We live in days of upheaval and perhaps this is God’s judgement upon us. In all of what’s happening right now please take notice of what the writer of Ecclesiastes says ‘Remember also your Creator in the days of your youth, before the evil days come and the years draw near…. (Ecc 12:1).’ What does it mean to remember? What does it mean to turn from an evil way?
When the Apostle preached to the people in Thessalonica he described their response like this:
‘For they themselves report concerning us the kind of reception we had among you, and how you turned to God from idolsto serve the living and true God, (1 Thes 1:9). The same word is used as we saw in Jonah. The people turned. God saw that they turned. They turned TO God FROM Idols. That is an about turn. Their lives were going one way, with one end. They turned and went the exact opposite way, with a different end.
What about you? With all the upheaval and uncertainty will you turn to God from your idols?
In all the upheaval then, in all the injustice and sadness in the world, and even in your own life, will you hear the call of The Lord Jesus Christ:
Mat 11:28Come to me, all who labor and are heavy laden, and I will give you rest. Mat 11:29Take my yoke upon you, and learn from me, for I am gentle and lowly in heart, and you will find rest for your souls. Mat 11:30For my yoke is easy, and my burden is light.”
‘the heart of the problem’ Alun Ebenezer, EP Books, 2019. The author is Headmaster at a school in London. The book is primarily an evangelistic book. It isn’t complicated. It isn’t fancy. And it isn’t long at just 58 pages. But that doesn’t mean there’s nothing to learn. I enjoyed reading it. This book is written in a style that doesn’t mince words. The one aim of the book is to encourage and persuade you to go to the doctor (The Lord Jesus Christ). He is passionate about the task in hand. ‘Don’t mince your words doctor. Tell me the truth.’ This is what Alun does. You are in good hands. Rarely does an evangelistic book come along that I can unreservedly recommend. This is one of them. ‘Knowing the terror of the Lord we persuade men‘ says the Apostle Paul. This is written in that spirit.
It’s a good book to give away. It might not suit everyone. But if you want to know what the problem is, and the answer, this book does that. Ten of Those are selling it for £1.99.
There are five chapters:
1. The Problem: In just 2 pages he lays out the problem in no uncertain terms saying ‘…. the one thing we can all agree on is that something is wrong with the world we live in (p.1.).’
2. The Diagnosis: When you have a problem with your health you go to the doctor. Why? You want to know what’s wrong. So what’s wrong:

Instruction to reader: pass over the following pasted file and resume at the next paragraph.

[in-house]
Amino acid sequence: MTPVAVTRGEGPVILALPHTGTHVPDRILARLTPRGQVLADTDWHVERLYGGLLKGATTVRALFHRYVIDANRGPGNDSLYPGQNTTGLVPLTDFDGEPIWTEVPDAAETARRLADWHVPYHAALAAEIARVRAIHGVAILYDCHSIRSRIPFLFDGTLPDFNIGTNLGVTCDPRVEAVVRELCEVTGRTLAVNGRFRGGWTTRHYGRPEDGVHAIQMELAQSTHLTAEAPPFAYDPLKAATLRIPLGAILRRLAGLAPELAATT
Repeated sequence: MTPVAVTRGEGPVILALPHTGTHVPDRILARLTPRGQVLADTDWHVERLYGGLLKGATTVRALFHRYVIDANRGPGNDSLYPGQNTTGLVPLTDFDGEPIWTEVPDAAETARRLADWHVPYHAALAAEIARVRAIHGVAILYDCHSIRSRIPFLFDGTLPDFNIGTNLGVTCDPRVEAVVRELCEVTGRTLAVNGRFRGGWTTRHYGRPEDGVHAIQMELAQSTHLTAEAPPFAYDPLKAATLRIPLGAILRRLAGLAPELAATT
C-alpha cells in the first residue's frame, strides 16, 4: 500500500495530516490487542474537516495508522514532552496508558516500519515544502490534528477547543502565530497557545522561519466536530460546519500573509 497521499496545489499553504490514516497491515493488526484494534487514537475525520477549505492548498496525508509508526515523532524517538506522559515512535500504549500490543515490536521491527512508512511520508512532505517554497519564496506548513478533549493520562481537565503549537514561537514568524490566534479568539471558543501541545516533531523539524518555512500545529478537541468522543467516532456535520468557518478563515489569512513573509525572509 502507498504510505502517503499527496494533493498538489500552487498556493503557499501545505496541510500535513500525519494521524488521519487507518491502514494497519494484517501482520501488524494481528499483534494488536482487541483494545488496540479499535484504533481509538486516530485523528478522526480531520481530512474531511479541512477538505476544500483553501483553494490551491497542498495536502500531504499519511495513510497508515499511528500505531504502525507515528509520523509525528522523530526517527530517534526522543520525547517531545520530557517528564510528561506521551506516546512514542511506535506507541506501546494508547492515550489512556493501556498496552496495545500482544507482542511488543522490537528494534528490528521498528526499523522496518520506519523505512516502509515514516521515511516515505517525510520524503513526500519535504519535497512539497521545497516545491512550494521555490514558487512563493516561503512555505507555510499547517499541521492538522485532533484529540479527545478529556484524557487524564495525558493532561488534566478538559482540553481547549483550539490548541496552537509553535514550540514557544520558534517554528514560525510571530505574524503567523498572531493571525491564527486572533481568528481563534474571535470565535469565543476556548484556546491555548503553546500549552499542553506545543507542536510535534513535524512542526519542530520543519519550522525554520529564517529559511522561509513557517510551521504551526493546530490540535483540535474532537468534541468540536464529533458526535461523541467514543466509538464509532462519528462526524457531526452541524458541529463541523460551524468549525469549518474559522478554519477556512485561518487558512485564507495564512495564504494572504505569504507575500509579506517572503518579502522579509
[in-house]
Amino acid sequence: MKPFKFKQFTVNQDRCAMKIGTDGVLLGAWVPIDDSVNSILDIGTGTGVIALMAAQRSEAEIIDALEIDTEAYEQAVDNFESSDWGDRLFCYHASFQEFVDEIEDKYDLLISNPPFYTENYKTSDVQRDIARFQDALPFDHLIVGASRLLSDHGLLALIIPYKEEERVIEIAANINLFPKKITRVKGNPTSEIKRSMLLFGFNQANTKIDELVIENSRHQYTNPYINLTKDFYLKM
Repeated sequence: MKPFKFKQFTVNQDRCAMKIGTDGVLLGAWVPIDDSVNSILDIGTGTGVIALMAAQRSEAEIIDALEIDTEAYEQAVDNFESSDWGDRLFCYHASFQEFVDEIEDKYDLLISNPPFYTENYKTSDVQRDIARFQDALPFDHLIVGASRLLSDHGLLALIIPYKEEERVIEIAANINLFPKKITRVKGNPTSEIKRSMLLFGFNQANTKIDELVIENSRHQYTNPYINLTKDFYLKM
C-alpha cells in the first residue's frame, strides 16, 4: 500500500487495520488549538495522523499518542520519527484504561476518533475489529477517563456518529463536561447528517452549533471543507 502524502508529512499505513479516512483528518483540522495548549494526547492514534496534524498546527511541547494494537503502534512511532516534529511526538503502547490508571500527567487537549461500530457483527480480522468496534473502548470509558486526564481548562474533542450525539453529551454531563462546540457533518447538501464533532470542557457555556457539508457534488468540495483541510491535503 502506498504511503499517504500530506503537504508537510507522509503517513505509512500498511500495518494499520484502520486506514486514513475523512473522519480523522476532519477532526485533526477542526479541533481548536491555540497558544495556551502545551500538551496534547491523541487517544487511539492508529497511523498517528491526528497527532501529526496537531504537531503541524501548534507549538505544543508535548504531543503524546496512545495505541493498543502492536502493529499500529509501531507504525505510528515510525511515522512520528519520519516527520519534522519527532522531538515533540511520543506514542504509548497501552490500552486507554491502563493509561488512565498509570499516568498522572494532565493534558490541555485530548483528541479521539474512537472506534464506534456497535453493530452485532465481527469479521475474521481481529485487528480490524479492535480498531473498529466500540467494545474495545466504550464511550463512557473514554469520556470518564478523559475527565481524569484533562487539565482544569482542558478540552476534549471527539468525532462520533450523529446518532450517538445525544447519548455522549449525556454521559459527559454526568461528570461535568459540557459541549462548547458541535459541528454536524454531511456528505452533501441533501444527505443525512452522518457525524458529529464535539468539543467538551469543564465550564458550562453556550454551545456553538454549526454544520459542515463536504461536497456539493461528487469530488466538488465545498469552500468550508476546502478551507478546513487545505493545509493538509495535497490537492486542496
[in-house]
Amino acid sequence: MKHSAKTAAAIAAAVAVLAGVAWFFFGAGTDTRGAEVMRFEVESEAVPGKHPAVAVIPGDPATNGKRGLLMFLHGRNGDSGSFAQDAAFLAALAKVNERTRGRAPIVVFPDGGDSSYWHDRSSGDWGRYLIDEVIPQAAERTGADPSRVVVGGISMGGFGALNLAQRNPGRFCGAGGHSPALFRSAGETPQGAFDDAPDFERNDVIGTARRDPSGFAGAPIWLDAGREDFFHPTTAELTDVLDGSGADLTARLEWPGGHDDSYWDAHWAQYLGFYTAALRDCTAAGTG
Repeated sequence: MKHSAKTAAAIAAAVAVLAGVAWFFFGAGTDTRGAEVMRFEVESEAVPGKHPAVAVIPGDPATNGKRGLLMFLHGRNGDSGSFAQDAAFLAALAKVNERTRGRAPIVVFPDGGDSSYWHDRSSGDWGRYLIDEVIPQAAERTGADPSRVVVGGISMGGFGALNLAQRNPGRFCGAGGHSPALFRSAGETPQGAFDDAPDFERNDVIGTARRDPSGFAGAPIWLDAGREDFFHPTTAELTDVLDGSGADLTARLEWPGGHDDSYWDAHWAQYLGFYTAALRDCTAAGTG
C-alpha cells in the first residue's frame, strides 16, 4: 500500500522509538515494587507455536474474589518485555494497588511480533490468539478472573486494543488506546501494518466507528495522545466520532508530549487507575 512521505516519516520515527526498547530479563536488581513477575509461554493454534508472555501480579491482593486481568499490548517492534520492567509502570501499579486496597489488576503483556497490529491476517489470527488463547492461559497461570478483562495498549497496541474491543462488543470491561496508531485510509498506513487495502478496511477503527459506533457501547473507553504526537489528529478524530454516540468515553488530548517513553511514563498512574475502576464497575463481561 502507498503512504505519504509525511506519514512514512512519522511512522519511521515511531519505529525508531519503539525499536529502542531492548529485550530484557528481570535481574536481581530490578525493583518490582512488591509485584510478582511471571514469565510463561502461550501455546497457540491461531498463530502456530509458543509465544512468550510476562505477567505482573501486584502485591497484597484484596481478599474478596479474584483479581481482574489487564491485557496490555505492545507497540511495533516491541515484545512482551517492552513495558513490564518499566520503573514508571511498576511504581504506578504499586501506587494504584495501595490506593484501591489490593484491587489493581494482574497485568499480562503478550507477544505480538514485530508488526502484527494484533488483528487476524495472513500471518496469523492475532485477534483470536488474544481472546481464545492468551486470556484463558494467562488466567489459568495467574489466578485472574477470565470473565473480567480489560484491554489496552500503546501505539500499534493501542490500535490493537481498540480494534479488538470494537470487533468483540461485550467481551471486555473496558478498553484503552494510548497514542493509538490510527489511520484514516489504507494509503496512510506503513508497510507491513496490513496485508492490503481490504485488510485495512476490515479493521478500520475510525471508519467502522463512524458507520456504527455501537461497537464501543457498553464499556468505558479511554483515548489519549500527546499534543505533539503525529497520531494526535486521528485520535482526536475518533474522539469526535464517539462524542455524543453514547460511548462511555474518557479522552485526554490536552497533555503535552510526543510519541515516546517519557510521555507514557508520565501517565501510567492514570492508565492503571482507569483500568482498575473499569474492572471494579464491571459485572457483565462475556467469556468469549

‘To get a diagnosis, …. we need a reliable understanding of our deepest problem. The Bible provides that level of understanding because it is God’s Word …. the problem is not ‘out there’ but rather in us; …. The fundamental problem is not bad parents, bad schools, bad friends, bad circumstances, corrupt politicians or a broken society. The fundamental problem is we all have a bad heart. (p.3.).’
He then. goes on to demonstrate this under eight brief headings, culminating in a Verdict on page 14:
The heart of the problem is the problem of the heart. The symptoms are around us and the diagnosis is that we are sinners, every one of us (Romans 3:23).
3. The Prognosis: ‘…. where does this condition I have lead? What will happen if it carries on?’ ‘…. the Bible goes on to show us the prognosis, which tells us just how serious things are and why the diagnosis cannot be ignored (p. 15.).’
Just now people are scared they will catch the CoronaVirus because they know it can lead to death. Although some might brush it off thinking it only applies to people with underlying conditions. This isn’t something we can brush off because all of us have the underlying condition (the diagnosis) of a sinful nature. The author goes on to briefly show what that means under three heads: Death, The Judgement, and Hell. He says this:
‘All the things we enjoy on earth will be gone forever. It is impossible to imagine how awful it will be…. The anger of God hanging over you forever. There is no escape, no emergency exit, no prospect of getting out (p. 20).’
4. The Cure: The condition we have can’t be more serious. But ‘…. God doesn’t tell us about hell because he is nasty and horrible and wants to frighten us and spoil our enjoyment; rather, out of love and kindness, he warns us about it so that we don’t end up there (p. 21).’ A serious condition then, needs a serious cure. Not the prospect of a cure. Not a ‘What are my odds Doctor’ kind of cure. But a certain cure. Millions of people through the ages have received this cure. The author goes on to explain what that involves.